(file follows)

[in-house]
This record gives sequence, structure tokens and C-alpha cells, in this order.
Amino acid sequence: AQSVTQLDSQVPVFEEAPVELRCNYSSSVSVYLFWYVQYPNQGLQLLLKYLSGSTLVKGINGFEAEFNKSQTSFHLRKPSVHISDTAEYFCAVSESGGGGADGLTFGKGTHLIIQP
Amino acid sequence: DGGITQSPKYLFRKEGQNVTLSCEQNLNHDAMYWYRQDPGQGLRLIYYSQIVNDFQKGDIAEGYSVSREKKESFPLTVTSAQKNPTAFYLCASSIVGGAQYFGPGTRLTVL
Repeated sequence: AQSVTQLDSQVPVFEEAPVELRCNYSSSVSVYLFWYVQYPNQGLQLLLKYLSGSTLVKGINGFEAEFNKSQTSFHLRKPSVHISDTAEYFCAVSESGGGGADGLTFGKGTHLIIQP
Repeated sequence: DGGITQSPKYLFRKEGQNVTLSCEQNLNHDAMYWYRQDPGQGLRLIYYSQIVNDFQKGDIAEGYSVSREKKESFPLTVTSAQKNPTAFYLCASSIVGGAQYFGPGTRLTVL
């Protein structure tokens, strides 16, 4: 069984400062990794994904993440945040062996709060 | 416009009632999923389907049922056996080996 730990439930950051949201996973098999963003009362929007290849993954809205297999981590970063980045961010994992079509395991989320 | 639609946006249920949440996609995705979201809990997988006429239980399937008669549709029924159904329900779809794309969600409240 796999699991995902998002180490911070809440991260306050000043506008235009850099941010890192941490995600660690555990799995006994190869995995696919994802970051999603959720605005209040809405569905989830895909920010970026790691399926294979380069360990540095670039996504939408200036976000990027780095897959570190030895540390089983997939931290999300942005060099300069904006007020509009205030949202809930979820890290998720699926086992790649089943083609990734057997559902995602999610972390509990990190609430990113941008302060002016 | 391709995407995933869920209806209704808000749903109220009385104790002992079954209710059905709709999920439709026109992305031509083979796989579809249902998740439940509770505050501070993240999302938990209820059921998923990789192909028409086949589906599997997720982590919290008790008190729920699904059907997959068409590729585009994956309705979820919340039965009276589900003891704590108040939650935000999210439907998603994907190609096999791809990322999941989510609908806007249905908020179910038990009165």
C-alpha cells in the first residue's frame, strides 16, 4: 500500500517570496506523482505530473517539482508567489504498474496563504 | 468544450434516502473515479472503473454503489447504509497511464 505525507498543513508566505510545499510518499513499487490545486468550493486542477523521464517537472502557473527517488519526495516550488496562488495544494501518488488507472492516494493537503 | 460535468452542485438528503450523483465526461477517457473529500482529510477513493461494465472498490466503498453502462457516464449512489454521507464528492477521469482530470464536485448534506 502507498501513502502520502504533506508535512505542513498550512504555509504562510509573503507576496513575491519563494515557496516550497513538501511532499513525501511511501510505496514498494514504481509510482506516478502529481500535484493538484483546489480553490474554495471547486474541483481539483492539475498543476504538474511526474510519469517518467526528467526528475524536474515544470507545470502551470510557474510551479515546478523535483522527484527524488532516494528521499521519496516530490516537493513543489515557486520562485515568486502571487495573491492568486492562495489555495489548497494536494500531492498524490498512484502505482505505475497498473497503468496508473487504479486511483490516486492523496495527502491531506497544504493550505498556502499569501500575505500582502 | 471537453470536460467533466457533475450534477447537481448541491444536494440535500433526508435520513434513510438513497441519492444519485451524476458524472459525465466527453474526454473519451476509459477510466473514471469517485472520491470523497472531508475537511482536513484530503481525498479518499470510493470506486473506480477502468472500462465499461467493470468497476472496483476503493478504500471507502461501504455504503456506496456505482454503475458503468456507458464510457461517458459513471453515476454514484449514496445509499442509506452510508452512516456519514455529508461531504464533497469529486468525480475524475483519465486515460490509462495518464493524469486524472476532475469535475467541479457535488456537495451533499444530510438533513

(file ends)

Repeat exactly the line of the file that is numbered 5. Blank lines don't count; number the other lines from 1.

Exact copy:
Repeated sequence: AQSVTQLDSQVPVFEEAPVELRCNYSSSVSVYLFWYVQYPNQGLQLLLKYLSGSTLVKGINGFEAEFNKSQTSFHLRKPSVHISDTAEYFCAVSESGGGGADGLTFGKGTHLIIQP